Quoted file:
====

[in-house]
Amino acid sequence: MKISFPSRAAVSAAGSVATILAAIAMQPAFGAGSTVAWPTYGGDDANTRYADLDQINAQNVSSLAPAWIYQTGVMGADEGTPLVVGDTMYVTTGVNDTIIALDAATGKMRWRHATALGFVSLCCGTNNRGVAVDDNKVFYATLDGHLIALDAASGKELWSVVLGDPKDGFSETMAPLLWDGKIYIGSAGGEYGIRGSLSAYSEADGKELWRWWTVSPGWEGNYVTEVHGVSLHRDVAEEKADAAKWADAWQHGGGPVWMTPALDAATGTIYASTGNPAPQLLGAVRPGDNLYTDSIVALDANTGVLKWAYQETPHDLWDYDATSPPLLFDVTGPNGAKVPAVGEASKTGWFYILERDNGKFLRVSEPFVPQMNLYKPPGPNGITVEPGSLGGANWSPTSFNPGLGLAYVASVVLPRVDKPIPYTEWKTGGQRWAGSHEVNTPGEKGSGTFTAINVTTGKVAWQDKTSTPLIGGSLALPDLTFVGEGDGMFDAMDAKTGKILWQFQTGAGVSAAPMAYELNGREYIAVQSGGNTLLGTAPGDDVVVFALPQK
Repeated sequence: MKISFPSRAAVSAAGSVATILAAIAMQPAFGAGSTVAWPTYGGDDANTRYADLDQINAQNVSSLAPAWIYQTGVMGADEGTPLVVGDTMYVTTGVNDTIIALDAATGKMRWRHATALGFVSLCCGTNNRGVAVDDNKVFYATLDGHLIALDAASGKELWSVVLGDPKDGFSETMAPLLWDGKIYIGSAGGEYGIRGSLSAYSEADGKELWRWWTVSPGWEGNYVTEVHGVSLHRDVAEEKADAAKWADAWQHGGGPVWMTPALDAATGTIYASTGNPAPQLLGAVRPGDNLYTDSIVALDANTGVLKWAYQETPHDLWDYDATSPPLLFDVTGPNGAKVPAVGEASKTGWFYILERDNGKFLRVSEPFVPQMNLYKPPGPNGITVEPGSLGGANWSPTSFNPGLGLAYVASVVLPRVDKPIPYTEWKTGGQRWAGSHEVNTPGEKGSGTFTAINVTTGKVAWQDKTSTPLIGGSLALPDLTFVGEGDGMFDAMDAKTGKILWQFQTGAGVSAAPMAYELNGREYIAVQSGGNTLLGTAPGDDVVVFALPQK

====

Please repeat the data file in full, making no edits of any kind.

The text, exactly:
[in-house]
Amino acid sequence: MKISFPSRAAVSAAGSVATILAAIAMQPAFGAGSTVAWPTYGGDDANTRYADLDQINAQNVSSLAPAWIYQTGVMGADEGTPLVVGDTMYVTTGVNDTIIALDAATGKMRWRHATALGFVSLCCGTNNRGVAVDDNKVFYATLDGHLIALDAASGKELWSVVLGDPKDGFSETMAPLLWDGKIYIGSAGGEYGIRGSLSAYSEADGKELWRWWTVSPGWEGNYVTEVHGVSLHRDVAEEKADAAKWADAWQHGGGPVWMTPALDAATGTIYASTGNPAPQLLGAVRPGDNLYTDSIVALDANTGVLKWAYQETPHDLWDYDATSPPLLFDVTGPNGAKVPAVGEASKTGWFYILERDNGKFLRVSEPFVPQMNLYKPPGPNGITVEPGSLGGANWSPTSFNPGLGLAYVASVVLPRVDKPIPYTEWKTGGQRWAGSHEVNTPGEKGSGTFTAINVTTGKVAWQDKTSTPLIGGSLALPDLTFVGEGDGMFDAMDAKTGKILWQFQTGAGVSAAPMAYELNGREYIAVQSGGNTLLGTAPGDDVVVFALPQK
Repeated sequence: MKISFPSRAAVSAAGSVATILAAIAMQPAFGAGSTVAWPTYGGDDANTRYADLDQINAQNVSSLAPAWIYQTGVMGADEGTPLVVGDTMYVTTGVNDTIIALDAATGKMRWRHATALGFVSLCCGTNNRGVAVDDNKVFYATLDGHLIALDAASGKELWSVVLGDPKDGFSETMAPLLWDGKIYIGSAGGEYGIRGSLSAYSEADGKELWRWWTVSPGWEGNYVTEVHGVSLHRDVAEEKADAAKWADAWQHGGGPVWMTPALDAATGTIYASTGNPAPQLLGAVRPGDNLYTDSIVALDANTGVLKWAYQETPHDLWDYDATSPPLLFDVTGPNGAKVPAVGEASKTGWFYILERDNGKFLRVSEPFVPQMNLYKPPGPNGITVEPGSLGGANWSPTSFNPGLGLAYVASVVLPRVDKPIPYTEWKTGGQRWAGSHEVNTPGEKGSGTFTAINVTTGKVAWQDKTSTPLIGGSLALPDLTFVGEGDGMFDAMDAKTGKILWQFQTGAGVSAAPMAYELNGREYIAVQSGGNTLLGTAPGDDVVVFALPQK